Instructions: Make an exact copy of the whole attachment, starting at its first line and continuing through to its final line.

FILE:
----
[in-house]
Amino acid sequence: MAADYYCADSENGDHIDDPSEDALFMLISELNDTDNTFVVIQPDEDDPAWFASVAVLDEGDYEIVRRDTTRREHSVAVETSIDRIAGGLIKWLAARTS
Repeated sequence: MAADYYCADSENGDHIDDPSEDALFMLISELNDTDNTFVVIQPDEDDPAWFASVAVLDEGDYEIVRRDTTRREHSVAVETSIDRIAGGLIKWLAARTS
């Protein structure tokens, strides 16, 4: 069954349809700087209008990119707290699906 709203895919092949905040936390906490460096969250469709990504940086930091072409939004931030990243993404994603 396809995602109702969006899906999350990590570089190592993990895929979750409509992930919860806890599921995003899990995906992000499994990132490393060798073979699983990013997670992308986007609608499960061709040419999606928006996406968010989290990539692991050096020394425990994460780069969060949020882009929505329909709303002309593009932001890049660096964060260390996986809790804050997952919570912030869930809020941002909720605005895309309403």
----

[in-house]
Amino acid sequence: MAADYYCADSENGDHIDDPSEDALFMLISELNDTDNTFVVIQPDEDDPAWFASVAVLDEGDYEIVRRDTTRREHSVAVETSIDRIAGGLIKWLAARTS
Repeated sequence: MAADYYCADSENGDHIDDPSEDALFMLISELNDTDNTFVVIQPDEDDPAWFASVAVLDEGDYEIVRRDTTRREHSVAVETSIDRIAGGLIKWLAARTS
């Protein structure tokens, strides 16, 4: 069954349809700087209008990119707290699906 709203895919092949905040936390906490460096969250469709990504940086930091072409939004931030990243993404994603 396809995602109702969006899906999350990590570089190592993990895929979750409509992930919860806890599921995003899990995906992000499994990132490393060798073979699983990013997670992308986007609608499960061709040419999606928006996406968010989290990539692991050096020394425990994460780069969060949020882009929505329909709303002309593009932001890049660096964060260390996986809790804050997952919570912030869930809020941002909720605005895309309403």